Advanced Stop Lines

An Advanced Stop Line uses the now-familiar cycle symbol painted in a box on the road at traffic lights. ASLs are a good idea, and I am not knocking them. It does seem to me that they are often a compromise, but I know it took a lot of unenviable hard work by the country’s highway engineers and planners to reach that compromise. All highway users need a degree of order, safety, and an indication of respect from authority. Cyclists still face certain difficulties in today’s junction designs.

Getting to the ASL. Because of space limitations, the ASL feed lanes are sometimes omitted. Often ‘gutter riding’ proves hazardous or impossible, and if she needs to turn right, the cyclist has a gauntlet to run. It can be unpleasant and dangerous if the traffic starts to move off before the cyclist reaches the ASL. Regular users of a junction memorise the signal timings, so as to avoid being caught in this moving traffic.

Moving off with the lorries. The moment the lights turn green, all traffic moves off. For vulnerable road users to be placed in the centre of this busy scenario is asking too much, especially of those carrying children. Even cyclists going straight ahead are often ‘cut up’ by left-turning motor vehicles.

Pedestrians. Sometimes cycle lanes are used as footpath extensions and ASLs as pedestrian crossing areas. Pedestrians often do not see cyclists at all, or do not see them as part of the traffic – they switch off their traffic sense and step out into cycle lanes without looking.

Traffic light junctions are well-designed for motorists and pedestrians. At most junctions cyclists are supposed to be controlled by the same set of lights and time sequence as used by motorists. In my opinion this is a mistake. It signals to all highway users that cyclists should keep up with the cars, and the clear hazards and difficulty of doing so help to drive some cyclists illegally onto the pavements.

A bad idea? Just because one version of cycle traffic lights has problems in the UK, it should not lead to the scrapping of the concept. Other countries, including France and Germany, have found their twin traffic light designs quite successful. Here the ‘problem’ with a second set of lights is that the Department of the Environment, Transport and the Regions does not want to encourage anyone to go past a red light. I am very concerned with the apparent lack of flexibility to update the national regulations in this area. The adherence to the letter of the law here is making it more dangerous for cyclists to use these junctions.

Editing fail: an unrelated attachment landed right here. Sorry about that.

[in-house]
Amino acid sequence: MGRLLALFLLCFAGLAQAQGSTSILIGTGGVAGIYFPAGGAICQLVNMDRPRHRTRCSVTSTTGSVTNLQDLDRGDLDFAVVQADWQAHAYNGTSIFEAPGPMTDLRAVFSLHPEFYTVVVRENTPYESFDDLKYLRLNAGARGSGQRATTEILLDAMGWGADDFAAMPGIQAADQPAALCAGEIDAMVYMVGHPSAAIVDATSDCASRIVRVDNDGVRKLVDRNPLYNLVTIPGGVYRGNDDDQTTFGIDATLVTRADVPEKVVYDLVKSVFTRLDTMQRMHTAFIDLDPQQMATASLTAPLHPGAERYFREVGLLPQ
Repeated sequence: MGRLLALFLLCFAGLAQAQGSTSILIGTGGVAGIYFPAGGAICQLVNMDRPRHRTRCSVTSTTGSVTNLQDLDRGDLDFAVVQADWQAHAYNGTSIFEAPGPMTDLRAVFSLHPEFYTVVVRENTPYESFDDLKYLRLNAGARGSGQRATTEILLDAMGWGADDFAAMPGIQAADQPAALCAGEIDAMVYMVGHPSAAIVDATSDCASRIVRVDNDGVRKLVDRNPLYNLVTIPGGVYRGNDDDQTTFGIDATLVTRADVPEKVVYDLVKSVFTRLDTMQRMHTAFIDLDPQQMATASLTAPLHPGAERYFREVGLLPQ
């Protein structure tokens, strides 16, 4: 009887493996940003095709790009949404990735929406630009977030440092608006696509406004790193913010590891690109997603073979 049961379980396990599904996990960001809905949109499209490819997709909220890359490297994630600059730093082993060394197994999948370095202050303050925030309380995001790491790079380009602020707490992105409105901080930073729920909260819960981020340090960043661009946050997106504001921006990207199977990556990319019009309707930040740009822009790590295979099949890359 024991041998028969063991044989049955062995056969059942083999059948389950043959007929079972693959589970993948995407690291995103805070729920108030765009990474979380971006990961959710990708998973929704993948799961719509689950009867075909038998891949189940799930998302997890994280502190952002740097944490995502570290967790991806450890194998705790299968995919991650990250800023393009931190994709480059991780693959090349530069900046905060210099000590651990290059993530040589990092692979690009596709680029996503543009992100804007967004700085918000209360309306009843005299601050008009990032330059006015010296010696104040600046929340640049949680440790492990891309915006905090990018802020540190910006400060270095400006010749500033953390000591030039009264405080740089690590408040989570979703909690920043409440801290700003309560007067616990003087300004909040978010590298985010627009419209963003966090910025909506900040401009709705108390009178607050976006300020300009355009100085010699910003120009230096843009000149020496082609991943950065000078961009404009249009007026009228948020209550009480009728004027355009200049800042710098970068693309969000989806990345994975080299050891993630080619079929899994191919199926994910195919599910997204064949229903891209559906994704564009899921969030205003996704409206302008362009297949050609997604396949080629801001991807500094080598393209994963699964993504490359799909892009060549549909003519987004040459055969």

The concept. On the conventional traffic light pole, usually level with the advanced stop line, add another set of traffic lights, about the size and height of the pedestrian crossing ‘push and wait’ box. Each lens shows the cycle symbol red (or green). A sign Cycles Only would indicate to both cyclists and motorists whose lights these are. The cycle green phase should start a few seconds before the motor vehicles’ green light appears. This would allow cyclists to clear the junction without having to dodge motorists. In addition, the delay would help approaching cyclists know whether they have enough time to get to the ASL before the motor traffic starts to move.

I do not believe that the cost of these lights will be greater than that of a feeder cycle lane, taking into account the disruption involved in adding one, and the lane’s reduction in motor traffic space. Any improvement in safety would be of great economic benefit, too.

This concept reinforces for everyone his role in transport. It brings cyclists safely back into the traffic control system, and other road users are shown that the highway system respects the cyclist’s needs. It could be an important learning tool for highway users of the ’90s, and I believe this argument alone is enough to merit its serious consideration.

Matt Polaine
phone 502365
e-mail matt.polaine@bt-sys.bt.co.uk